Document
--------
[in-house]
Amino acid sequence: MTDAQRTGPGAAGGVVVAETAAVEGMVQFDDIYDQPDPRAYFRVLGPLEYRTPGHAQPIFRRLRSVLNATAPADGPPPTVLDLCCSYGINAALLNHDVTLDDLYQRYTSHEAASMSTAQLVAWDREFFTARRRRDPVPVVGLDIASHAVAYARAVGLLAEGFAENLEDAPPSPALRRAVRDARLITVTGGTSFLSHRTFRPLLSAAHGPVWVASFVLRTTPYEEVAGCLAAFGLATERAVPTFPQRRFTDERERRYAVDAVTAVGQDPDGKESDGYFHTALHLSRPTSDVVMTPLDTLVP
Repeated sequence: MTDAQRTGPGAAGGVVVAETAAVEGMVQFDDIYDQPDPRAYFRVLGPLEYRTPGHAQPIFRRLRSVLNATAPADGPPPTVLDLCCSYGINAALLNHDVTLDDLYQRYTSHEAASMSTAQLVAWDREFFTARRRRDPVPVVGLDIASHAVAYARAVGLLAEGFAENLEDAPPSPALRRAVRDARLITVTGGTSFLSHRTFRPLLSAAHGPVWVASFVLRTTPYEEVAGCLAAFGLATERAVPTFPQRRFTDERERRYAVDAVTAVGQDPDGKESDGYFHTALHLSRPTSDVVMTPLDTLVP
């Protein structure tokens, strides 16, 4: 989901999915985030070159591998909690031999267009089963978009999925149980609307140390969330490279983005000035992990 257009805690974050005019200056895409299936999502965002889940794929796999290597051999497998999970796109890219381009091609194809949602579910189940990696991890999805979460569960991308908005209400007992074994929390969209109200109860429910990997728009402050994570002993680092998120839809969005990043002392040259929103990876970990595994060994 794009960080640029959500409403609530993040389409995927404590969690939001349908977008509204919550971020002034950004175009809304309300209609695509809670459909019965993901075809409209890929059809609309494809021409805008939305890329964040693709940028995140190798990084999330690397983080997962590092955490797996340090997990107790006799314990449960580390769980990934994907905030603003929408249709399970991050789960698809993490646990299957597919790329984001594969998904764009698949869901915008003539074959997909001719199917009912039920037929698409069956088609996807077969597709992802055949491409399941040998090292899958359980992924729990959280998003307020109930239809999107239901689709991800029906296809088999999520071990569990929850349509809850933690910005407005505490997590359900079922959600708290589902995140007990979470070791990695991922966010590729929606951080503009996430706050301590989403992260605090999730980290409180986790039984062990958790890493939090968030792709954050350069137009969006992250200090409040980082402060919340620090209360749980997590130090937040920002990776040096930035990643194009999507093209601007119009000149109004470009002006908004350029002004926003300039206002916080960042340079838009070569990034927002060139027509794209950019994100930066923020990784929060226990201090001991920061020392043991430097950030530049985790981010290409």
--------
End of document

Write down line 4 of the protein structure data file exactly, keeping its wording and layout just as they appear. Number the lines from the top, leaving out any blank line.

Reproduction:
């Protein structure tokens, strides 16, 4: 989901999915985030070159591998909690031999267009089963978009999925149980609307140390969330490279983005000035992990 257009805690974050005019200056895409299936999502965002889940794929796999290597051999497998999970796109890219381009091609194809949602579910189940990696991890999805979460569960991308908005209400007992074994929390969209109200109860429910990997728009402050994570002993680092998120839809969005990043002392040259929103990876970990595994060994 794009960080640029959500409403609530993040389409995927404590969690939001349908977008509204919550971020002034950004175009809304309300209609695509809670459909019965993901075809409209890929059809609309494809021409805008939305890329964040693709940028995140190798990084999330690397983080997962590092955490797996340090997990107790006799314990449960580390769980990934994907905030603003929408249709399970991050789960698809993490646990299957597919790329984001594969998904764009698949869901915008003539074959997909001719199917009912039920037929698409069956088609996807077969597709992802055949491409399941040998090292899958359980992924729990959280998003307020109930239809999107239901689709991800029906296809088999999520071990569990929850349509809850933690910005407005505490997590359900079922959600708290589902995140007990979470070791990695991922966010590729929606951080503009996430706050301590989403992260605090999730980290409180986790039984062990958790890493939090968030792709954050350069137009969006992250200090409040980082402060919340620090209360749980997590130090937040920002990776040096930035990643194009999507093209601007119009000149109004470009002006908004350029002004926003300039206002916080960042340079838009070569990034927002060139027509794209950019994100930066923020990784929060226990201090001991920061020392043991430097950030530049985790981010290409």